The Battalion. (College Station, Tex.) 1893-current, November 25, 2003, Image 10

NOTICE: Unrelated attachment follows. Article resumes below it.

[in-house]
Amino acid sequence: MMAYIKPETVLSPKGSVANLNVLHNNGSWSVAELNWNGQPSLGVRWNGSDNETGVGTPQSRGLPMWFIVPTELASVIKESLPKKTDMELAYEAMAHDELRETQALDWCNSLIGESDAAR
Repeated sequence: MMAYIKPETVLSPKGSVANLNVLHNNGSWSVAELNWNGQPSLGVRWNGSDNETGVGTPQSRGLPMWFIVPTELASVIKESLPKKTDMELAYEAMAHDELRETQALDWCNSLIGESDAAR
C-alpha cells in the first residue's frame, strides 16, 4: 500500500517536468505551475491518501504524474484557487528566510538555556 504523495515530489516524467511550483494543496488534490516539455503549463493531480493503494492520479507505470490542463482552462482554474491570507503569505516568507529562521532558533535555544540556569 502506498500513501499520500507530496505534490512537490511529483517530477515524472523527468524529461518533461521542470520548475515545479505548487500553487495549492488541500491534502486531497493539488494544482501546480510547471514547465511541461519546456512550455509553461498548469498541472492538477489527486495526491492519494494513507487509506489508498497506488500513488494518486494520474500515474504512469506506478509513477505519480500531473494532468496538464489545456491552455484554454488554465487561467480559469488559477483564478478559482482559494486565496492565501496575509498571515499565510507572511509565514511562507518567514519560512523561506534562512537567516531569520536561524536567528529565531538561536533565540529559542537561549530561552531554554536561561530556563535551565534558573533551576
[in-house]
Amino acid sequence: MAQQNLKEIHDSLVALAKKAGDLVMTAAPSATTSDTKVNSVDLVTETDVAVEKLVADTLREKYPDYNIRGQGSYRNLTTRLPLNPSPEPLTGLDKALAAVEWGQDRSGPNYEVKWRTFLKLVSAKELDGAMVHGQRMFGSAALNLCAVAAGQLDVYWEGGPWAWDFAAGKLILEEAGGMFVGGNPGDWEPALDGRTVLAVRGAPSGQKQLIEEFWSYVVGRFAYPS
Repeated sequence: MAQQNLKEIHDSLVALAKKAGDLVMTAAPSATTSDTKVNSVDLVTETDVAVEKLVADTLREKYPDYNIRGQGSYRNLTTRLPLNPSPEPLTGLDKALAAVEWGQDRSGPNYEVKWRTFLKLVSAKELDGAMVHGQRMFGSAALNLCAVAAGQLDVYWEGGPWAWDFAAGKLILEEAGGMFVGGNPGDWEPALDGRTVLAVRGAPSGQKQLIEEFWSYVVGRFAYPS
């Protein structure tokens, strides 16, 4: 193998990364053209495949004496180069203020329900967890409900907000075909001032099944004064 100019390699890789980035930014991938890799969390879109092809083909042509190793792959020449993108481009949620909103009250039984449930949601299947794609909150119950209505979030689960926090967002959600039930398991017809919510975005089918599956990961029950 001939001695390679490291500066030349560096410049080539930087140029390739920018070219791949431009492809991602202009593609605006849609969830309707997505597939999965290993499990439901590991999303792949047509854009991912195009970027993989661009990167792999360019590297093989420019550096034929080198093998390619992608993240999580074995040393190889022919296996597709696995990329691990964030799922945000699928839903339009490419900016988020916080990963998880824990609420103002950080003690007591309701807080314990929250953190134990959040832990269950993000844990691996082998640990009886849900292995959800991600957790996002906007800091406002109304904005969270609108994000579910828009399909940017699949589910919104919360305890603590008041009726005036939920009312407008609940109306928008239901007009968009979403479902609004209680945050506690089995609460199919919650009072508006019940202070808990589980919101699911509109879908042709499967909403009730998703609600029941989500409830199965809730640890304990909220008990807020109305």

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CHILDS, M.D. (979) 696-A4A4 1605 Rock Prairie Rd Suite 312 College Station, TX The Texas A&M University Student Media Board is accepting applications for The Battalion - Including radio and online editions - Spring 2004 (TKe spring editor will terve from Jon. 12 through May 12, 2004] Qualifications for editor in chief of The Battalion are: • Be a Texas A&M student in good standing with the University and enrolled in at least six credit hours (4 if a graduate student) during the term of office (unless fewer credits are required to graduate); • Have at least a 2.00 cumulative grade point ratio (3.00 if a graduate student) and at least a 2.00 grade point ratio (3.00 if a graduate student) in the semester immediately prior to the appointment, the semester of appointment and semester during the term of office. In order for this provision to be met, at least six hours (4 if a graduate student) must have been taken for that semester; • Have completed JOUR 301 (Mass Communication, Law and Society), or equivalent; • Have at least one year experience in a responsible editorial position on The Battalion or comparable daily college newspaper, -OR- Have at least one year editorial experience on a commercial newspaper, -OR- Have completed at least 12 hours journalism, including JOUR 203 and 303 (Media Writing I and II), and JOUR 304 (Editing for the Mass Media), or equivalent. Application forms should be picked up and returned to Dell Bomnskie, Student Media business coordinator, in room 011A Reed McDonald Building. Deadline for submitting application: noon Tuesday, Dec. 2, 2003. Applicants will be interviewed during the Student Media Board Meeting beginning at 9 a.m. Friday, Dec. 5, in room 221F Reed McDonald. An Affirmative Action/Equal Opportunity Employer Committed to Diversity. 10 Tuesday, November 25, 2003 NEI I I1K BATTAli Live turkey walking Ab< have c Brazos Seaton Colleg Depart Son have b of saf which law ei across mg in or Tict The aign, ighu Admit encou President George W. Bush pets Stars, the national turkey, in Washington, D.C., on Monday as he gives it and companion Stripes presidential par- Chuck Kcnnidy • KRT CAMPUS dons for Thanksgiving. The turkeys will now live at a petting zoo in Virginia. From left are Jim Stocan and Tom Fix, who raised the turkey agenci belt vi B ampa /eek desigr aware i ration Ma Brutal deaths of U.S. soldiers revea resentment in northern Iraqi cit ondar) law e issue has al traffic other in eff< wear By Mariam Fam THE ASSOCIATED PRESS MOSUL, Iraq — The killings of two U.S. soldiers, who witnesses said were dragged from their car and pum- meled with rocks, offended some in this neighborhood of dilapidated houses and potholed streets where the deaths occurred. But few Iraqis were shocked by the brutality, and some even gloated. “They are occupiers, and this is their punishment,” truck driv er Hisham Abed said Monday of the soldiers. “The Americans make nothing but empty promis es. There’s no electricity, no gasoline and no work.” Gunmen ambushed a U.S. patrol here Monday, wounding one soldier. Nevertheless, Mosul, Iraq’s third-largest city, has been among the safest areas for American soldiers, a place where U.S. troops could stroll bustling streets and frequent stores and cafes. Countering some Iraqi wit nesses, U.S. military officials said Monday that there was no evidence the soldiers’ throats were slashed after assailants shot the two as they drove through Mosul's working class neighborhood of Ras al-Jadda, sending their vehicle crashing into a wall. A military official, speaking on condition of anonymity, also said there was no indication the men were beaten with rocks or that their bodies were mutilated. The official said Iraqis robbed the car they were driving and stole personal effects from the soldiers’ bodies. Witnesses said that an Iraqi mob, most of them teenagers, dragged the two bloodied sol diers from the car, threw them to the ground and pummeled their bodies with concrete blocks — scenes reminiscent of the sav agery in Somalia against American troops a decade ago. A few accounts said the sol diers’ throats were cut — either by the attackers or by the mob. But witness Bahaa Jassim said the wounds appeared to have come from bullets. Jassim, also a teenager, was among Iraqis who said they saw the crowd pummel the soldiers’ bodies with concrete blocks. The Pentagon identified the men as Command Sgt. Maj. Jerry L. Wilson, 45, of Thomson, Ga„ and Spec. Re! A. Ravage IV. 21, of Glendale, Calif. Armed attacks have been fewer in Mosul than in the volatile “Sunni Triangle” to the south. Commerce flourishes, and Iraqis feel safe enough to venture out at night to a far greater extent than their countrymen in Baghdad and other cities. Though anti-American feel ing still simmers beneath the surface, the violence didn’t set well with everyone in Mosul. “We have our beliefs. It’s not right to maim dead bodies, even if they were our enemy’s,” mechanic Ahmed Yaseen said. “We're a free people and we want freedom.... But if they (the Americans) leave, the law of the jungle will prevail.” Others, however, had little sympathy for the Americans. “They kill people and barge in on families at night,” Abdullah al-MuIla, who works in a gas station, said of U.S. Iraqi Governing Council Conflicting interests, ethnic rivate and differences in political visiont contribute to the challenge of forming a truly representitive government in the new Iraq Shiites: 13 members Believe their numbers should them a commanding voice in W new Iraq, one member was kiW in September. , Kurds: 5 members Eager to maintain their autonoro- control of the north. Sunnis: 5 members Fear domination by the majorit! Shiites: controlled Iraq under Saddam Hussein Turkman: 1 member Represents a few hundred peoples from the Kurdish areas rh North. Christian: 1 member Represents a minority of a few hundred thousand spread through Iraq. SOURCE: Associated Press forces. “If an American caiiK" my house at night and took® away in front of my child® would have to take revenge." Such opinions underscored deep-seated problems facing Ik U.S. occupation as it seeks : win over the Iraqi populmh ’ with aid projects and prom® ; of a better future. C mine the c Athh Kold Pi men' offio nighi wher walk smol side, Athl Ir 4 PIVI - 1 AM WIN US BEFORE & JUTER MIDNIGHT YEU THIS FRI, SAT & SUN 8 AM -2 PM 520 HARVEY ROAD 694-4618 between Johnny Carino’s & Rudy’s Bar-B-Q mach THOUGHTFUL GIFT Give a gift that offers years of enjoyment: Texas A&M's Aggieland yearbook. 2001,2002 and 2003 Aggielandsare $40 ea. plus tax in 015 Reed McDonald Building. 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